STEP 1: PREPARE YOUR SYSTEM FOR UBUNTU VNC SETUP
Before installing VNC on Ubuntu let’s update the system. First, gain access to your server’s command line. This can be done through SSH remotely, terminal if you are on the server, or whatever method you usually use. Once you’ve gained access to your server, make sure you have the latest packages using the following two commands:
sudo apt-get update sudo apt-get upgrade
STEP 2: INSTALL A LIGHTWEIGHT DESKTOP ENVIRONMENT
Depending on what flavor of Ubuntu you are using, you may already have a desktop environment. If not, we will have to install a desktop environment. We have previously covered several lightweight desktop options for Ubuntu Server. You only need one of the following options.
Xfce Desktop Environment
Xfce is my favorite desktop environment for home servers. It is very lightweight by nature, easy to use, and is one of the top choices for a VNC server.
sudo apt-get install -y xfce4 xfce4-goodies
Note: adding ‘-y ‘will stop the system giving information about the package sizes, and asking if you want to continue. Remove this if you need to keep an eye on space usage.
Alternatively, you could configure VNC server on Ubuntu with Xubuntu Core. Xubuntu-Core looks visually appealing and yet lightweight without apps such as IM client, mail client, etc. that are not needed on a server.
sudo apt-get install -y xubuntu-core^
Note: The caret(^) at the end of the above command is not a mistake.
Xubuntu-Core is the DE installed on my new Ubuntu 18.04 Server built using Docker.
Gnome Desktop Environment
If you want to go with, Gnome, the default desktop environment that ships with Ubuntu then I suggest installing a lighter version of Gnome using the
sudo apt-get install --no-install-recommends ubuntu-desktop gnome-panel gnome-settings-daemon metacity nautilus gnome-terminal -y
If you want the full desktop with all the bells and whistles then you can remove
STEP 3: INSTALL VNC SERVER ON UBUNTU
Now that our system is updated and has a desktop environment, we are ready to setup VNC Server on Ubuntu. To install VNC server on Ubuntu, use the following command:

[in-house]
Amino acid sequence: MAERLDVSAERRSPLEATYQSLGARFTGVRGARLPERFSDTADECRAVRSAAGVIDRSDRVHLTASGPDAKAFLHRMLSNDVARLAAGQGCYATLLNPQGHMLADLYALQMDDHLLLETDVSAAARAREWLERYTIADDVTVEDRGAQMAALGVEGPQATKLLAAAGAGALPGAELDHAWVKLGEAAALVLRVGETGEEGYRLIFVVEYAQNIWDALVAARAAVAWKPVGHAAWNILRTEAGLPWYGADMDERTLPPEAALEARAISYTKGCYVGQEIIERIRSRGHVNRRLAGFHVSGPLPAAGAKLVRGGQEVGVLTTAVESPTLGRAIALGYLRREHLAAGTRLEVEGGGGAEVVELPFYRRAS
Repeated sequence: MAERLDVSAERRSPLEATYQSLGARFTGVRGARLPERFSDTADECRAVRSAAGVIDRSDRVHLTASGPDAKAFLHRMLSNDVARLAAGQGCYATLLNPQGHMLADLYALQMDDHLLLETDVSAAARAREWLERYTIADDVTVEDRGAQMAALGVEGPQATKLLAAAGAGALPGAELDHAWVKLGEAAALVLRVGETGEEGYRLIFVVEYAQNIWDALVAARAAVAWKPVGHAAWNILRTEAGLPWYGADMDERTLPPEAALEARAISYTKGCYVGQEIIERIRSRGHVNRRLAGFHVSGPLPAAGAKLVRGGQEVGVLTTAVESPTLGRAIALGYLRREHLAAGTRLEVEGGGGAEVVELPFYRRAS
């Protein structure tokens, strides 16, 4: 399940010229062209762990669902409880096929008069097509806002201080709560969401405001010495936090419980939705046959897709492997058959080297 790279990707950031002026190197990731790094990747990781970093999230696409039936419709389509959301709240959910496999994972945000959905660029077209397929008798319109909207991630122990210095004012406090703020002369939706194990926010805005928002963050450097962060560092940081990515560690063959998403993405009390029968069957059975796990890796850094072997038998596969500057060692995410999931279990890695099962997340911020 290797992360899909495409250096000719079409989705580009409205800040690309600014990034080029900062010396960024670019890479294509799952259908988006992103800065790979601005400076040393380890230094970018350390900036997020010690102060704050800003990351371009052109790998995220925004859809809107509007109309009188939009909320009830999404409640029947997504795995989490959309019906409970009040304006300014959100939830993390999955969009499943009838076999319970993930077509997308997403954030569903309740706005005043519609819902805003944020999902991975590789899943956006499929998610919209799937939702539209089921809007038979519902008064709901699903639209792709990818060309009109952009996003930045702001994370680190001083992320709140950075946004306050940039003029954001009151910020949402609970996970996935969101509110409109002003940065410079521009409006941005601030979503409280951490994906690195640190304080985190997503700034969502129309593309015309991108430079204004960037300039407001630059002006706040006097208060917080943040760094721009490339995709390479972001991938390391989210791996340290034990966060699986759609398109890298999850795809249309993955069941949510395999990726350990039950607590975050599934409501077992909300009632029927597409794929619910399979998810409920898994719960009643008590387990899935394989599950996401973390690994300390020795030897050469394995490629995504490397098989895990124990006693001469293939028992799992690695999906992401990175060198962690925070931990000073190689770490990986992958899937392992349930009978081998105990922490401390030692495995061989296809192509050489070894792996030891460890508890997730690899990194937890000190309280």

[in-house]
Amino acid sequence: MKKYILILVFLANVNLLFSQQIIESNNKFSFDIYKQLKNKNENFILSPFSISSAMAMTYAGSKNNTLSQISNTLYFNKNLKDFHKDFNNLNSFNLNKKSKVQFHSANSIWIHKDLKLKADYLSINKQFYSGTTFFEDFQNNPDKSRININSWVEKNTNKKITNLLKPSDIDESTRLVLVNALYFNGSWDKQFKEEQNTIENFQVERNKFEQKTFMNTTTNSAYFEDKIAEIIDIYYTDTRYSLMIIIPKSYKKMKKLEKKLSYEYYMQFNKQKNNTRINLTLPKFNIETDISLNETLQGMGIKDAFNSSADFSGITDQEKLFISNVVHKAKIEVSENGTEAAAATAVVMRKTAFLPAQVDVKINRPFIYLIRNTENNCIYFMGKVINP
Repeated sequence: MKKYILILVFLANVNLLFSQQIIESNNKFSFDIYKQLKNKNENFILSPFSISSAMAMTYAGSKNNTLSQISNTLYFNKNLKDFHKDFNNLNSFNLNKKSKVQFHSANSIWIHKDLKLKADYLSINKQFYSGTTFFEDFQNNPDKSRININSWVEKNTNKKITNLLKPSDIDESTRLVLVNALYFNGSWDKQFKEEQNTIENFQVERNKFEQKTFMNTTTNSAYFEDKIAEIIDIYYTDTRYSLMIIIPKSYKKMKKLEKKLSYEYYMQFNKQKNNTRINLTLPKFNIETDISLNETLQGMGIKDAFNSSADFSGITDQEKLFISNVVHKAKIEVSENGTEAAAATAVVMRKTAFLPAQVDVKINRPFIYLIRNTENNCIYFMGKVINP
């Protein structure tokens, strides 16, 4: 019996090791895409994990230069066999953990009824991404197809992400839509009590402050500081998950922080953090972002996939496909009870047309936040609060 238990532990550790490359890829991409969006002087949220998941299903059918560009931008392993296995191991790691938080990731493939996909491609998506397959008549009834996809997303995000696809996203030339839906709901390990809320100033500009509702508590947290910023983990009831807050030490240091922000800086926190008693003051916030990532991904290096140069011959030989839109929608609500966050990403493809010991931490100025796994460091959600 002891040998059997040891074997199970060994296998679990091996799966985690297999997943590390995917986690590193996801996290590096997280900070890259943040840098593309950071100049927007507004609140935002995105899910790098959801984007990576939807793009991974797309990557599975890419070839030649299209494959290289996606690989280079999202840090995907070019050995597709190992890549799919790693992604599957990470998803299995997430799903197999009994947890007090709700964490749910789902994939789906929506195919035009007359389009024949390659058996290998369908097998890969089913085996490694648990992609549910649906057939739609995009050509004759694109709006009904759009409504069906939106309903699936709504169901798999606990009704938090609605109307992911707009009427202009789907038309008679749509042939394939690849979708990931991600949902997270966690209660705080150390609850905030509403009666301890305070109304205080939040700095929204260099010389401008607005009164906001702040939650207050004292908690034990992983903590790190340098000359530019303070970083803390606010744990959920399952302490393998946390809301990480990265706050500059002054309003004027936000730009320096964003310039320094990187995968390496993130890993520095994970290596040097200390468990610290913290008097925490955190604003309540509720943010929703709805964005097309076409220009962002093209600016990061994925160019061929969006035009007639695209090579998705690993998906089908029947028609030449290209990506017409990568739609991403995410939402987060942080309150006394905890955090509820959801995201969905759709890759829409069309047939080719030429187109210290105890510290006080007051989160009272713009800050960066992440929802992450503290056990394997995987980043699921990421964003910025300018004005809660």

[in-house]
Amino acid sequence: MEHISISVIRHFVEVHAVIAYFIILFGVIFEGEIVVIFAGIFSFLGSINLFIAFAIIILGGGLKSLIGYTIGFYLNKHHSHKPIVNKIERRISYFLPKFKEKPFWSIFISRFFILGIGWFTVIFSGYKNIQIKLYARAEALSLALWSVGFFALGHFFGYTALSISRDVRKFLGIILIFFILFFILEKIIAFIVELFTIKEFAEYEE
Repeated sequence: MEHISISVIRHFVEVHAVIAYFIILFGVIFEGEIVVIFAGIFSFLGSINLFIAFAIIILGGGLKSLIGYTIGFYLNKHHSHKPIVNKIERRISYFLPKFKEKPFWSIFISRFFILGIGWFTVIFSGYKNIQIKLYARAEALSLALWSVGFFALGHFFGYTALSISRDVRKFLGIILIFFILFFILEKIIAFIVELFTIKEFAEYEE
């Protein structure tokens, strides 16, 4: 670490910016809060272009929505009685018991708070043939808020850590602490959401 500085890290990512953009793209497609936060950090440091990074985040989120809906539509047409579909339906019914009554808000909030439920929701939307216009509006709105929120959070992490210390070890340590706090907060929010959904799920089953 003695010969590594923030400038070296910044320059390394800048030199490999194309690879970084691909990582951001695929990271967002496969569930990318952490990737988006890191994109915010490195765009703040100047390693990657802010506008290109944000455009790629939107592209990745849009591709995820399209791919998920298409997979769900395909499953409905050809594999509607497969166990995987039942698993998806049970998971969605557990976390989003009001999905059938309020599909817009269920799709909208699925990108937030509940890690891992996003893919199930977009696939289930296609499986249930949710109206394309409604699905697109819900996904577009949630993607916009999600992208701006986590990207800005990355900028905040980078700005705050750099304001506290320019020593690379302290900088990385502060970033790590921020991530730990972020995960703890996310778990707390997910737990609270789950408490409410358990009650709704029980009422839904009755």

sudo apt-get -y install tightvncserver
Once TightVNC installation completes, it’s time to configure VNC server on Ubuntu according to your preferences.
STEP 4: CONFIGURE VNC SERVER ON UBUNTU
After you setup VNC Server on Ubuntu, there are things that need to be configured: VNC password and VNC session information. To configure VNC server on Ubuntu you need to first start it once using the following command:
You will be prompted to enter a password for TightVNC (as shown below), and if you want, a read-only password. A read-only password is great if you want to share your screen with others.
Set password for TightVNC server
Before configuring VNC Server for a specific desktop, you will have to kill all running instances of the TightVNC server. The highlighted number in the image above should be used in place of “X” in the below command
vncserver -kill :X
X starts at 1, so you’ll need to kill all instances. If you’re unsure how many instances you have running, just enter:
ps -ef | grep Xtightvnc
The results of this output are below. Highlighted in yellow are the X values you will need to use with the
vncserver -kill :X command.
How to find all running instances of TightVNC
Before proceeding, lets make a copy of your existing / default VNC configuration using the following command:
cp ~/.vnc/xstartup ~/.vnc/xstartup_backup
Configure VNC Server for Xfce Desktop
This should work for both Xfce or Xubuntu desktop. To configure TightVNC to use Xfce, enter the following:
Then, edit the file to make it look like what is shown below (you can copy-paste):
#!/bin/sh def export XKL_XMODMAP_DISABLE=1 unset SESSION_MANAGER unset DBUS_SESSION_BUS_ADDRESS xrdb $HOME/.Xresources xsetroot -solid grey startxfce4 &